Format

Send to

Choose Destination
See comment in PubMed Commons below
J Clin Invest. 2006 Jul;116(7):1913-23.

The A2B adenosine receptor protects against inflammation and excessive vascular adhesion.

Author information

  • 1Department of Biochemistry and Whitaker Cardiovascular Institute, Boston University School of Medicine, Boston, Massachusetts 02118, USA.

Abstract

Adenosine has been described as playing a role in the control of inflammation, but it has not been certain which of its receptors mediate this effect. Here, we generated an A2B adenosine receptor-knockout/reporter gene-knock-in (A2BAR-knockout/reporter gene-knock-in) mouse model and showed receptor gene expression in the vasculature and macrophages, the ablation of which causes low-grade inflammation compared with age-, sex-, and strain-matched control mice. Augmentation of proinflammatory cytokines, such as TNF-alpha, and a consequent downregulation of IkappaB-alpha are the underlying mechanisms for an observed upregulation of adhesion molecules in the vasculature of these A2BAR-null mice. Intriguingly, leukocyte adhesion to the vasculature is significantly increased in the A2BAR-knockout mice. Exposure to an endotoxin results in augmented proinflammatory cytokine levels in A2BAR-null mice compared with control mice. Bone marrow transplantations indicated that bone marrow (and to a lesser extent vascular) A2BARs regulate these processes. Hence, we identify the A2BAR as a new critical regulator of inflammation and vascular adhesion primarily via signals from hematopoietic cells to the vasculature, focusing attention on the receptor as a therapeutic target.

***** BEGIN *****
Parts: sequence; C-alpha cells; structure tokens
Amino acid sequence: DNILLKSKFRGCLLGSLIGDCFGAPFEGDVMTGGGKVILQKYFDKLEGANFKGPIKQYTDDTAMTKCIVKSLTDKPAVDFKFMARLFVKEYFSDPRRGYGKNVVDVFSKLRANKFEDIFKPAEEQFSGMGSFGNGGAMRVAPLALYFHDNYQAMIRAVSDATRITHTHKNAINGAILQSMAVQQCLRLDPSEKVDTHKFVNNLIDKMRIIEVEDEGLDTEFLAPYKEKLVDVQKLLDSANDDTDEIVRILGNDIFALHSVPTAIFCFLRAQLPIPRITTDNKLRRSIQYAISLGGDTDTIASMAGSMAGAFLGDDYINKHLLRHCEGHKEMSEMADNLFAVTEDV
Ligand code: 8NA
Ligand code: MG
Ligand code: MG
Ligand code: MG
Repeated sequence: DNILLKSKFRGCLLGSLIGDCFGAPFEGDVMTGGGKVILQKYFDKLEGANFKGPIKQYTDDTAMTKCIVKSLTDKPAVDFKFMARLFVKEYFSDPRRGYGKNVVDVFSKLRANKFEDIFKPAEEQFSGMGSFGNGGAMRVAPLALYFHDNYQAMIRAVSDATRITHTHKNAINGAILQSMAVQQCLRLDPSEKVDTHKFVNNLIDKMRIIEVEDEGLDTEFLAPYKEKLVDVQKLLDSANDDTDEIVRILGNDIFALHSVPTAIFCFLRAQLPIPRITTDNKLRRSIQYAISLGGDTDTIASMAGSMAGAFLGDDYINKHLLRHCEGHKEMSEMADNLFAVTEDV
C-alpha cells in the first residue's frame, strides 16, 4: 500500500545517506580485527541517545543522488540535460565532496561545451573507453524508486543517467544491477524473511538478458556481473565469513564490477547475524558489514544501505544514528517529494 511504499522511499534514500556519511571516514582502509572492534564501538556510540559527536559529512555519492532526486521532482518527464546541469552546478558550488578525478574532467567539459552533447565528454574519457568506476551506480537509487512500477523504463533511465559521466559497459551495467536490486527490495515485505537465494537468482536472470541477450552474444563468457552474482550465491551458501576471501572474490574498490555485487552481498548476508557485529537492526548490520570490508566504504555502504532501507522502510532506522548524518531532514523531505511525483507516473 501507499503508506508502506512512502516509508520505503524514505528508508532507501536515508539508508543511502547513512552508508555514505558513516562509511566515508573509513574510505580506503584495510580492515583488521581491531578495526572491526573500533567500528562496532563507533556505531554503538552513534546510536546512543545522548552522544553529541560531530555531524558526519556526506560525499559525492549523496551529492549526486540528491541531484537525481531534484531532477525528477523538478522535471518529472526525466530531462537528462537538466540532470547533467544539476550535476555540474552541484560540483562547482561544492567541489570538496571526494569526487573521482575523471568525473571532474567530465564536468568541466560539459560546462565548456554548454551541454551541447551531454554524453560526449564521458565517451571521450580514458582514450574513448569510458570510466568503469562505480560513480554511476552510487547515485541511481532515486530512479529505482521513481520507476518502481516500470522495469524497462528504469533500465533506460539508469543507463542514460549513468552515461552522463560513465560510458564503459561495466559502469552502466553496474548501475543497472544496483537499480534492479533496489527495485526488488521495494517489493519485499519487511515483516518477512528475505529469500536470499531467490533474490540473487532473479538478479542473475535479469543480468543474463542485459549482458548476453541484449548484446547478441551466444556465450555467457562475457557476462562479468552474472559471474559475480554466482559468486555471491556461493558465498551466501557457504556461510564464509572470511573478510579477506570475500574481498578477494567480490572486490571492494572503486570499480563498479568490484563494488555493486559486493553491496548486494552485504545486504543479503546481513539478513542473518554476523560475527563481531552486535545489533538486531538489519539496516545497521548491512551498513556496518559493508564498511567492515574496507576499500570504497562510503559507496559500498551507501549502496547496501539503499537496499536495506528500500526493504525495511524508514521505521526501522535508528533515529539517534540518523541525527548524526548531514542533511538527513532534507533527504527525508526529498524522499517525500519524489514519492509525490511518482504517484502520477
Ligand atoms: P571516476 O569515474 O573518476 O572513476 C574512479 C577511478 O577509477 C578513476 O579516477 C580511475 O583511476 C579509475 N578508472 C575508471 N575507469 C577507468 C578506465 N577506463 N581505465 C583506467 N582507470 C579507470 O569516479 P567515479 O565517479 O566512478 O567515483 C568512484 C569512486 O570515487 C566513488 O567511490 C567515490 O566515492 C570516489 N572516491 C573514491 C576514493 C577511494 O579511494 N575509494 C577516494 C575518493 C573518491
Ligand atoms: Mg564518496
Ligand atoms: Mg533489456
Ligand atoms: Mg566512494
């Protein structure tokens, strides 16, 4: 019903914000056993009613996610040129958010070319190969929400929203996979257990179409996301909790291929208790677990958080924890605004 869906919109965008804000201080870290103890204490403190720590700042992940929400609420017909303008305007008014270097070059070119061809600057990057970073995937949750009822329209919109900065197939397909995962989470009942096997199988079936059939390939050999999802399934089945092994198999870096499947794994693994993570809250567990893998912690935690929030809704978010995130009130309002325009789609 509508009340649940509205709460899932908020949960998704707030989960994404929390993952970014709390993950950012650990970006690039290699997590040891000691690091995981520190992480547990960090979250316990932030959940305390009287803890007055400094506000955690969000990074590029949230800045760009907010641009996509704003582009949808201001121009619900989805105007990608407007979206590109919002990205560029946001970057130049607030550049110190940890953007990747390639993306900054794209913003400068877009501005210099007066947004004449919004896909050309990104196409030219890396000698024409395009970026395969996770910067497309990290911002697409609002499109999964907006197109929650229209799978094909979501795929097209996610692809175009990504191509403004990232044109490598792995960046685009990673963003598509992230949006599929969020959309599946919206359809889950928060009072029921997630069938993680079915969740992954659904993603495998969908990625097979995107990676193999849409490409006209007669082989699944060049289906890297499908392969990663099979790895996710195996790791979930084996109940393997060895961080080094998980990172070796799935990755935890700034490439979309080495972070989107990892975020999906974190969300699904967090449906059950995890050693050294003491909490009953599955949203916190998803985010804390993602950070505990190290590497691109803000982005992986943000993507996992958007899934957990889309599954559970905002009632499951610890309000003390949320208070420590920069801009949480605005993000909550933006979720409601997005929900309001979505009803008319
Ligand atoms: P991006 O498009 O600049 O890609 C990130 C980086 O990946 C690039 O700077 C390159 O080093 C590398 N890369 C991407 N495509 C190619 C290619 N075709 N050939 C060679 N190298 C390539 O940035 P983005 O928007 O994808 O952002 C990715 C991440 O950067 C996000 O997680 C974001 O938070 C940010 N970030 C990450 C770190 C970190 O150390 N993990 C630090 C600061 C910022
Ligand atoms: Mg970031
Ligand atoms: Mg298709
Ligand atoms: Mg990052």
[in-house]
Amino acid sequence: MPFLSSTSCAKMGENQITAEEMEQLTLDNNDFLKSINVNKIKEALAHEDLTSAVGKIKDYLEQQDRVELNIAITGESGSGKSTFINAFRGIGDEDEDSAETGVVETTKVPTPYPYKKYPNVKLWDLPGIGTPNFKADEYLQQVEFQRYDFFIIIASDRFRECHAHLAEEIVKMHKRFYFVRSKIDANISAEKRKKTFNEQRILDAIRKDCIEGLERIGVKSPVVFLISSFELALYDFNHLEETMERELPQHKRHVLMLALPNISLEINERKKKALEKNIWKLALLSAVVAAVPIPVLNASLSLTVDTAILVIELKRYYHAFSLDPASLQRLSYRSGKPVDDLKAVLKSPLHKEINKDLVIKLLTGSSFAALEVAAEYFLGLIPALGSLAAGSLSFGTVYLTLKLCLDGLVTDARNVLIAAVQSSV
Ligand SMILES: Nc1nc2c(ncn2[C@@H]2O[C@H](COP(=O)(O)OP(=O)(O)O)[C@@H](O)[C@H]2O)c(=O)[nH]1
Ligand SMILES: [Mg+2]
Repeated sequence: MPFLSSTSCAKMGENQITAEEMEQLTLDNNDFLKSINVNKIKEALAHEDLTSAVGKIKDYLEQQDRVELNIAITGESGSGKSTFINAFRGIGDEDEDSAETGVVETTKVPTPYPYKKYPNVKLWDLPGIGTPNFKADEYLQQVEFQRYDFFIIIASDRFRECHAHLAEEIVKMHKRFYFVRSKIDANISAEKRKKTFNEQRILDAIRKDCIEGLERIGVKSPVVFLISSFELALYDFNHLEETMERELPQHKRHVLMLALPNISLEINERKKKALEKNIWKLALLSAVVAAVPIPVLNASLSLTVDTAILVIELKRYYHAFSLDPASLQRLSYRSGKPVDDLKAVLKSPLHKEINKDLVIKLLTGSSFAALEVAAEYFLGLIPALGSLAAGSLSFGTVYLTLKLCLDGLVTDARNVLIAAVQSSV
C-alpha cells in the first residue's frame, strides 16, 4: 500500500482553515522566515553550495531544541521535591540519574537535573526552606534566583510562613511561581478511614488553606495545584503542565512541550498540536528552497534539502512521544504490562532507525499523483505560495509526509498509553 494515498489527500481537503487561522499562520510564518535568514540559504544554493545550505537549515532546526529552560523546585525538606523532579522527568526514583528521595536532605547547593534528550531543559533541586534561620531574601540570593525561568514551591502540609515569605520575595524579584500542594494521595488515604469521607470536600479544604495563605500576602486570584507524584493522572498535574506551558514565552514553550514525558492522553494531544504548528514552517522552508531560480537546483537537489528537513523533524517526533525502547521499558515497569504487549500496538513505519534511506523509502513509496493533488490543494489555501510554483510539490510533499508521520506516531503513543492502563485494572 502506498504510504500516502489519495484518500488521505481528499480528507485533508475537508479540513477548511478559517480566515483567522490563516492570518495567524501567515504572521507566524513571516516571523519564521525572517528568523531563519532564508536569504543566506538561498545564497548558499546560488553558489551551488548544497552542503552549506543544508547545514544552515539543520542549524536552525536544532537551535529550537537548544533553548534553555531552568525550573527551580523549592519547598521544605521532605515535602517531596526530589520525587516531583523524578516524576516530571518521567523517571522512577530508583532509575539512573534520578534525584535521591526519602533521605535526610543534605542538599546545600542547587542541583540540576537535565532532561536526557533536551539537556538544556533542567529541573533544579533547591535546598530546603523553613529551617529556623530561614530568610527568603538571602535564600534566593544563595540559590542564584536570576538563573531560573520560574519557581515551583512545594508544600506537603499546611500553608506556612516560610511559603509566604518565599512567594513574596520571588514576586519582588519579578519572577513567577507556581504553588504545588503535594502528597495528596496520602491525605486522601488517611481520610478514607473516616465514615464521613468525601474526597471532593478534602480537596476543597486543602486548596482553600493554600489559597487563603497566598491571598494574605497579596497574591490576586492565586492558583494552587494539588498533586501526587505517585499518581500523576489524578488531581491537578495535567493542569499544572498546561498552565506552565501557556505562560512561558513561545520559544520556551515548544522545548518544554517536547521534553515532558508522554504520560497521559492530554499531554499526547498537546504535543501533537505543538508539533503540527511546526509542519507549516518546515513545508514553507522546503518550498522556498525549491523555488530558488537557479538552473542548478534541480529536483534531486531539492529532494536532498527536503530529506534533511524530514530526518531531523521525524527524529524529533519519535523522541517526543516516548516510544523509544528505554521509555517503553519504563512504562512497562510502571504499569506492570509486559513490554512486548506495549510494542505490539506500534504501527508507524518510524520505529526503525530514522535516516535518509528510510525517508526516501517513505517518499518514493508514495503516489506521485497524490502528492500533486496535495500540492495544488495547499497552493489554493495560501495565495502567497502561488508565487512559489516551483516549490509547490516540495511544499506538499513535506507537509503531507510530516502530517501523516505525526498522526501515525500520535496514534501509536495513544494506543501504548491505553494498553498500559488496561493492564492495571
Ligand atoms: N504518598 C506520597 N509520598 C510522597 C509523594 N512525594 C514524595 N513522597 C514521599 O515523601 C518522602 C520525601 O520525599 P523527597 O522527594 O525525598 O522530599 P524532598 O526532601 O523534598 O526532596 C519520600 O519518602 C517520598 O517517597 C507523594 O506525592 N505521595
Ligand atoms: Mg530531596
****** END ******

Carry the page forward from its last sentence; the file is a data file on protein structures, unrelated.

PMID:
16823489
PMCID:
PMC1483170
DOI:
10.1172/JCI27933
[PubMed - indexed for MEDLINE]
Free PMC Article
PubMed Commons home

PubMed Commons

0 comments
How to join PubMed Commons

    Supplemental Content

    Full text links

    Icon for Journal of Clinical Investigation Icon for PubMed Central
    Loading ...
    Support Center